Evangelical Lutheran Women (ELW) is a Christ-centered community of women who are committed to nurturing our faith and spiritual strength to enable us to be people of God. As a vital partner of the ELCIC we express our faith in action, support and affirm one another, develop leadership skills, and nurture our faith and spiritual growth through prayer and Bible study. At St. Matthew’s we meet monthly for Bible study or a topic of current interest, either in a member’s home or at the church. We coordinate a prayer circle and provide funeral lunches for bereaved families. Our monthly offerings support our national organization, our congregation and our community. As women from many backgrounds and life circumstances we enjoy learning and laughing, serving and supporting. Women at all stages of their adult lives can find value and meaning by participating actively in ELW.
” If anybody asks YOU who you are, Tell them You’re a child of God.”
Singing and Story Telling, Games and Riddles are all part of sharing our faith with children. Each Sunday morning at 10:30 from September until June, an enthusiastic group of children from age 3 to Grade 6 gather in the Sunday School area with a dedicated team of Christian teachers and leaders. Together they explore both Old and New Testament Bible truths to discover what it means to be a child of God. Bible stories are presented in a rich variety of ways incorporating learning activities that are experiential and interactive yet sensitive to the learning styles of each child. Developmental assets that have been identified, through research, as the key building blocks for the healthy development of children and youth. If you are looking for a faith community where children and their parents are both valued and warmly welcomed, you will find it at St. Matthew’s Evangelical Lutheran Church. Come and learn from the Bible to live the Good News.
“Our children are not the future church, they are an important part of the church today!”
Home for Peace
Paul describes in 1 Corinthians 12:26 how members of God’s family share both joy and suffering. When one family member feels down or angry, these feelings affect others in the family. Here are some ways to build peace within in the family.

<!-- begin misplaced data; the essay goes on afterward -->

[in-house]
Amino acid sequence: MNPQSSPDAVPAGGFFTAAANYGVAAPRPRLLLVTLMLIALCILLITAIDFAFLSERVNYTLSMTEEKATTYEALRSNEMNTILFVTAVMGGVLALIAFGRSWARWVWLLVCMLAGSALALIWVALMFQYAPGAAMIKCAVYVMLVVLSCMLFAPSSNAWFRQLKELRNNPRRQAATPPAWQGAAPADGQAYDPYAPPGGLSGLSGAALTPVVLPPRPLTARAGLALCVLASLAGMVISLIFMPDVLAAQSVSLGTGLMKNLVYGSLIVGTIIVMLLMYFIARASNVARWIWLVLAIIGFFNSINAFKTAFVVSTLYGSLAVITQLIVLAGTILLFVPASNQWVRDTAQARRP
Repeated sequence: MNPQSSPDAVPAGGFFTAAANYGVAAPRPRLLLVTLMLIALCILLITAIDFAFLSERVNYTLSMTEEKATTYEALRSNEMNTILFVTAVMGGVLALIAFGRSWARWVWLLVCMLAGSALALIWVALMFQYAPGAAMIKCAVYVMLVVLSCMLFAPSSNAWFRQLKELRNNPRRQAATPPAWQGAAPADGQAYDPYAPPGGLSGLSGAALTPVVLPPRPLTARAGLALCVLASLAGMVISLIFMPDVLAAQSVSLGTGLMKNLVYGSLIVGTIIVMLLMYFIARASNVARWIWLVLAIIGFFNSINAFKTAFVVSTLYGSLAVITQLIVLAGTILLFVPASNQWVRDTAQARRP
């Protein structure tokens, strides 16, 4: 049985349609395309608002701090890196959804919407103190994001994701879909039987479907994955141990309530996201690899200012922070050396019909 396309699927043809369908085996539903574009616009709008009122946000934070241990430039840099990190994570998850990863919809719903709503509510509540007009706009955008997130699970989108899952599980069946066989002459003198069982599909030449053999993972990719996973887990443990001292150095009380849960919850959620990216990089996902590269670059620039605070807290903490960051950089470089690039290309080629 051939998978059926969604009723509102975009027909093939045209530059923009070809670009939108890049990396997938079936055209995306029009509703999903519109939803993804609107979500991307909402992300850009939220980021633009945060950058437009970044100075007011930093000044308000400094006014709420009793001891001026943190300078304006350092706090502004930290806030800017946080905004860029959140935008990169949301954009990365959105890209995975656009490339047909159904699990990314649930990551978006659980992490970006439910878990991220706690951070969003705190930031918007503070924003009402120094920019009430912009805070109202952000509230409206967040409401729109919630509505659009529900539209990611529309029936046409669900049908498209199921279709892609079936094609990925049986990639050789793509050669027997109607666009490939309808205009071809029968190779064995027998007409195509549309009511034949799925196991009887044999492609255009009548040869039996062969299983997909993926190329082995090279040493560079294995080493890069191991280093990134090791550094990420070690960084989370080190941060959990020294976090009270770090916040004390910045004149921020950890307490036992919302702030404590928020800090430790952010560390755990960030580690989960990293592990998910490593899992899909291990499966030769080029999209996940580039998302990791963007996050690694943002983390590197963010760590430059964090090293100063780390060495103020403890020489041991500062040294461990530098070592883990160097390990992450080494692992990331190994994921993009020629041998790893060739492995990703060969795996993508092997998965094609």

Ask family members to tell about times when they have shared each other’s joys and disappointments. Such a discussion will help build a bridge of communication. Read together children’s books that focus on feelings and facing problems. Start individual journals in which family members can write about or draw their feelings. Some people are more comfortable writing rather than talking about their concerns. Others may prefer to act out their feelings. Create paper bag puppets and act out 3-5 minute plays about family situations. (Suggestions include: the unhappy sister; the boy who bragged; or the embarrassing father.) A vital step in building communication is recognizing that family members may use different approaches to express their feelings.
Looking for the positives can actually prevent problems from developing. Decorate pads of scratch paper for writing positive notes to family members. Make happy faces by pressing your thumb on an inkpad and then onto the papers. Add features using a pen or marker. Make a “Spirit Lifter” to keep on your kitchen table. Write positive messages on small slips of paper. Fold them up and put them inside empty decorated jelly jars. Read one together daily to lift the family’s spirits! If family members are hesitant to pray, try a “popcorn prayer.” Anyone may say a single word or phrase, naming something or someone for which they’re thankful. Several persons can speak at once.
From Family Newsletters on Disk, copyright 1995 Augsburg Fortress.
Children copy the behaviour of those they admire. Young children tend to imitate their parents and caregivers. As they reach the middle elementary grades, they begin to copy the behaviour of friends, peers, and sports and entertainment personalities. Our children’s faith growth can be helped or hindered, depending on whose behaviour they choose to imitate. That’s why we need to expose our children to people with behaviours worth copying. Share stories with your child about heroes and heroines of the faith: biblical, historical, and contemporary. Follow up these stories with conversations about these faithful people. How was their faith important to them? What can we learn from them? There may be heroes in your neighbourhood or your church. Introduce your children to people for whom faith is real and active.
From Family Newsletters on Disk, copyright 1995 Augsburg Fortress